Objectives: Little is known about the moderators and mediators of change in online pain interventions based on cognitive-behavior therapy (CBT). We hypothesized that the effects of painACTION.com, an online pain self-management program, on pain-related outcomes would be mediated by changes in depression, anxiety, and stress, as well as the use of coping strategies. We also examined potential moderators of change.
Methods: First, the efficacy of painACTION.com and moderators of the intervention effects were evaluated using a pooled sample from previous back, neuropathic, and arthritis pain studies. Next, we explored whether the intervention effect on the primary outcomes, pain severity, and patient global impression of change (PGIC), was mediated by coping strategies or emotional functioning.
Results: Compared with controls, experimental participants evidenced significant improvement in pain, emotional functioning, and coping strategies from baseline to follow-up. There were no clear moderators of intervention effects. Changes in emotional factors, particularly stress levels, mediated the relationship between the intervention and outcome (pain severity) over time.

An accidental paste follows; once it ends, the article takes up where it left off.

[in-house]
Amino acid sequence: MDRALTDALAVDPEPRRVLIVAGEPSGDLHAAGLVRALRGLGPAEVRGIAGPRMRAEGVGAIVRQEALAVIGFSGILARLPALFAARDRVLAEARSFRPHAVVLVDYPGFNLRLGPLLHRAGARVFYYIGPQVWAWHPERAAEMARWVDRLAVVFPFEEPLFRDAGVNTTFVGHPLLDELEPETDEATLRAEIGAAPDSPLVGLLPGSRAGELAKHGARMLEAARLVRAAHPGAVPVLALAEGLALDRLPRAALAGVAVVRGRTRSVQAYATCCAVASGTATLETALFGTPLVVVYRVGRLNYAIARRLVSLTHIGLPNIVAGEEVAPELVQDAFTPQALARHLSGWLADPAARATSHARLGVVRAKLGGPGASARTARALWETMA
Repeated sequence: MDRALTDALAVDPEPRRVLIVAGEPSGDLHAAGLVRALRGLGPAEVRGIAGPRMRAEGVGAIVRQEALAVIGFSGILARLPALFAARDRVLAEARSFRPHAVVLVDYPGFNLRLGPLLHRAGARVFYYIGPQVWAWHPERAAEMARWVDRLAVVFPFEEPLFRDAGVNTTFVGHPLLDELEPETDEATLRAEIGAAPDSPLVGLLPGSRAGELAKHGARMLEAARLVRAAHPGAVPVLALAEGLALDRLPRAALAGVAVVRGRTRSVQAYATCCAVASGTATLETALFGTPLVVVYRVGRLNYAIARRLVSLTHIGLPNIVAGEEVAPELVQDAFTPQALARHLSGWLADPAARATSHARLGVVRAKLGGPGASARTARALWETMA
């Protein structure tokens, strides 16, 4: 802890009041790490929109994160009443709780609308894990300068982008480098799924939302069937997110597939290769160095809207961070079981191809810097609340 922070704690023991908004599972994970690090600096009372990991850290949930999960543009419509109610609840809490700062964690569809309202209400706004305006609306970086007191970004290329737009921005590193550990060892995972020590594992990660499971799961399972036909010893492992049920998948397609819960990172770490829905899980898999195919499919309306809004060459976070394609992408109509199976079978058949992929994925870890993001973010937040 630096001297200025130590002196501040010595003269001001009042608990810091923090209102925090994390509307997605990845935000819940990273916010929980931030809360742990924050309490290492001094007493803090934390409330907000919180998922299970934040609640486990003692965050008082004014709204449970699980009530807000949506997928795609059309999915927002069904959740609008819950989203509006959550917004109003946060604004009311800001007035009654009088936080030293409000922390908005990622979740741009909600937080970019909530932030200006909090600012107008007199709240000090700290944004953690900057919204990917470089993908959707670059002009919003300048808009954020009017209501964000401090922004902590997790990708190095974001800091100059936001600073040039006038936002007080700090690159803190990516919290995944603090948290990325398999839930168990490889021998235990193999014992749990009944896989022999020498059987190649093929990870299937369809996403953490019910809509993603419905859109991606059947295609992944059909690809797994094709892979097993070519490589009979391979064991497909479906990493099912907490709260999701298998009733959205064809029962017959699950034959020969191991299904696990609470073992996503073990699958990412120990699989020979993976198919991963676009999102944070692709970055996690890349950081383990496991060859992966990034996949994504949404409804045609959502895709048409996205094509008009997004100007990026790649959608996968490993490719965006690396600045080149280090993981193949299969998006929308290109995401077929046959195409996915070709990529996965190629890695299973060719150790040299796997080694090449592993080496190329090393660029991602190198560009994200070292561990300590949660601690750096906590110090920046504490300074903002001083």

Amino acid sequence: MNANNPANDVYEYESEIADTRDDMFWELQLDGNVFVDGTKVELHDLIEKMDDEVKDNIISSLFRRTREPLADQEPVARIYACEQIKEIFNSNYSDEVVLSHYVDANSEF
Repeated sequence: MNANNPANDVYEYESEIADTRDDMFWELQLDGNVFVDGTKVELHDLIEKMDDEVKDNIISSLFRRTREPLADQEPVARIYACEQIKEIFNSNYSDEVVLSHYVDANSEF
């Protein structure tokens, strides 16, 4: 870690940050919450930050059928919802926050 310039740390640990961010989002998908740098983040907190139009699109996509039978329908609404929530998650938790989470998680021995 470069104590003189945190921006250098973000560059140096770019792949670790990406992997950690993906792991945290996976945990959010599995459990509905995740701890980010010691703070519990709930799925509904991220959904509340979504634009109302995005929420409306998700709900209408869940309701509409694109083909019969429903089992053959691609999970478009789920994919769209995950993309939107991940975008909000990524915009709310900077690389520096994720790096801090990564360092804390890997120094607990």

Discussion: This study supports the effectiveness of online interventions when CBT and self-management targets pain levels, emotional factors, and wellness-focused coping. The importance of stress as a mediator of pain severity is discussed. The absence of moderators may indicate that the intervention is effective for a wide variety of patients with chronic pain.